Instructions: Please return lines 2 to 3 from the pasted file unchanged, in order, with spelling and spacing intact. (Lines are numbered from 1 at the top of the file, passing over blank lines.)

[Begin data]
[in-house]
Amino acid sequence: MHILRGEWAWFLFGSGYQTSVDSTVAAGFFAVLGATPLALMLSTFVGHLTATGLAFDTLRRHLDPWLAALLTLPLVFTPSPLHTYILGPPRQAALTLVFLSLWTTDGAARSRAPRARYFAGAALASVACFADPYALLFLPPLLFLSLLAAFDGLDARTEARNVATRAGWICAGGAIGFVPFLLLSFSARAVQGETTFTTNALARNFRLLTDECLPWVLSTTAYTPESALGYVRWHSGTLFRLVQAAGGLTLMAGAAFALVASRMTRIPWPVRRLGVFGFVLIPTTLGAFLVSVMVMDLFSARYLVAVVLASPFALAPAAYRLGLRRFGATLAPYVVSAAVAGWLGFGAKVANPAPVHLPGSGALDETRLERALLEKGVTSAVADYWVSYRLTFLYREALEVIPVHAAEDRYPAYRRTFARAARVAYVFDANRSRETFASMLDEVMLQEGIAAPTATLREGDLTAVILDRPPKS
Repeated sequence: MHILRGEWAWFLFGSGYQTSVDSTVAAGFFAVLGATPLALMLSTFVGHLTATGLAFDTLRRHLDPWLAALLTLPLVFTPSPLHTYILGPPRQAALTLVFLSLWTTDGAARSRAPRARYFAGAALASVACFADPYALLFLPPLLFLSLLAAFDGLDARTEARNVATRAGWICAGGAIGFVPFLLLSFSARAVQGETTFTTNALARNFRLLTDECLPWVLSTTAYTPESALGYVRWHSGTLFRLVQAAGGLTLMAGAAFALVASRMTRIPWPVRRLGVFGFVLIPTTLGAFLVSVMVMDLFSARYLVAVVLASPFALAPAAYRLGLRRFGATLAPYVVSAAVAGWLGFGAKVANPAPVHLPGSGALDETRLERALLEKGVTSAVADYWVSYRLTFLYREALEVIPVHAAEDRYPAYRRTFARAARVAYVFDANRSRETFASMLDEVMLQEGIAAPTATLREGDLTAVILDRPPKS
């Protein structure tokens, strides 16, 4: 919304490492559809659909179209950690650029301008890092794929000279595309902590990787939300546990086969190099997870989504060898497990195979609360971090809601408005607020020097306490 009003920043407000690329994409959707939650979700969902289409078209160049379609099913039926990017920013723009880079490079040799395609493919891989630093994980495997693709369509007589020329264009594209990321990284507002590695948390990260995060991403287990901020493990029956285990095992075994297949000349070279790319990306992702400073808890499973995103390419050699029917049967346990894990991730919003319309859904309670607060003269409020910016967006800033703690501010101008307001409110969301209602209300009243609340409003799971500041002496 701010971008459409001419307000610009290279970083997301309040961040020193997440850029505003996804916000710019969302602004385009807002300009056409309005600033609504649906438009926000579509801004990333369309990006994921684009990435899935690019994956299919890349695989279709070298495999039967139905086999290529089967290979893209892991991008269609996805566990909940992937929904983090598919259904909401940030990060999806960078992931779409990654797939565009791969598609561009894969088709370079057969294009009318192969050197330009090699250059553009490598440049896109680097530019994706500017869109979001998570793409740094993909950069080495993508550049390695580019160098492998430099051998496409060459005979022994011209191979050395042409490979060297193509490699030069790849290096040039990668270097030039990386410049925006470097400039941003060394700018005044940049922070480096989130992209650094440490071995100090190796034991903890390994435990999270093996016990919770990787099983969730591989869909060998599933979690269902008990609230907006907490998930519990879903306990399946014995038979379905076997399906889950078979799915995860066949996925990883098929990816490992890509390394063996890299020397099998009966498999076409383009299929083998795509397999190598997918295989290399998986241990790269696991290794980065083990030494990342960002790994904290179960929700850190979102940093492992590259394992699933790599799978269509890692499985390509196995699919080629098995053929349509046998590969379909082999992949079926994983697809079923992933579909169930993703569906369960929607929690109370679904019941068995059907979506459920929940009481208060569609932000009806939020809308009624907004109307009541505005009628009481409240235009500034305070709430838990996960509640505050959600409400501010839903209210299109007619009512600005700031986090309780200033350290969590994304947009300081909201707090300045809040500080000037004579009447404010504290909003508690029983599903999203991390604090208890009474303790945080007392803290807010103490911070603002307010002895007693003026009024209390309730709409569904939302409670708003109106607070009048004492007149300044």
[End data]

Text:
Amino acid sequence: MHILRGEWAWFLFGSGYQTSVDSTVAAGFFAVLGATPLALMLSTFVGHLTATGLAFDTLRRHLDPWLAALLTLPLVFTPSPLHTYILGPPRQAALTLVFLSLWTTDGAARSRAPRARYFAGAALASVACFADPYALLFLPPLLFLSLLAAFDGLDARTEARNVATRAGWICAGGAIGFVPFLLLSFSARAVQGETTFTTNALARNFRLLTDECLPWVLSTTAYTPESALGYVRWHSGTLFRLVQAAGGLTLMAGAAFALVASRMTRIPWPVRRLGVFGFVLIPTTLGAFLVSVMVMDLFSARYLVAVVLASPFALAPAAYRLGLRRFGATLAPYVVSAAVAGWLGFGAKVANPAPVHLPGSGALDETRLERALLEKGVTSAVADYWVSYRLTFLYREALEVIPVHAAEDRYPAYRRTFARAARVAYVFDANRSRETFASMLDEVMLQEGIAAPTATLREGDLTAVILDRPPKS
Repeated sequence: MHILRGEWAWFLFGSGYQTSVDSTVAAGFFAVLGATPLALMLSTFVGHLTATGLAFDTLRRHLDPWLAALLTLPLVFTPSPLHTYILGPPRQAALTLVFLSLWTTDGAARSRAPRARYFAGAALASVACFADPYALLFLPPLLFLSLLAAFDGLDARTEARNVATRAGWICAGGAIGFVPFLLLSFSARAVQGETTFTTNALARNFRLLTDECLPWVLSTTAYTPESALGYVRWHSGTLFRLVQAAGGLTLMAGAAFALVASRMTRIPWPVRRLGVFGFVLIPTTLGAFLVSVMVMDLFSARYLVAVVLASPFALAPAAYRLGLRRFGATLAPYVVSAAVAGWLGFGAKVANPAPVHLPGSGALDETRLERALLEKGVTSAVADYWVSYRLTFLYREALEVIPVHAAEDRYPAYRRTFARAARVAYVFDANRSRETFASMLDEVMLQEGIAAPTATLREGDLTAVILDRPPKS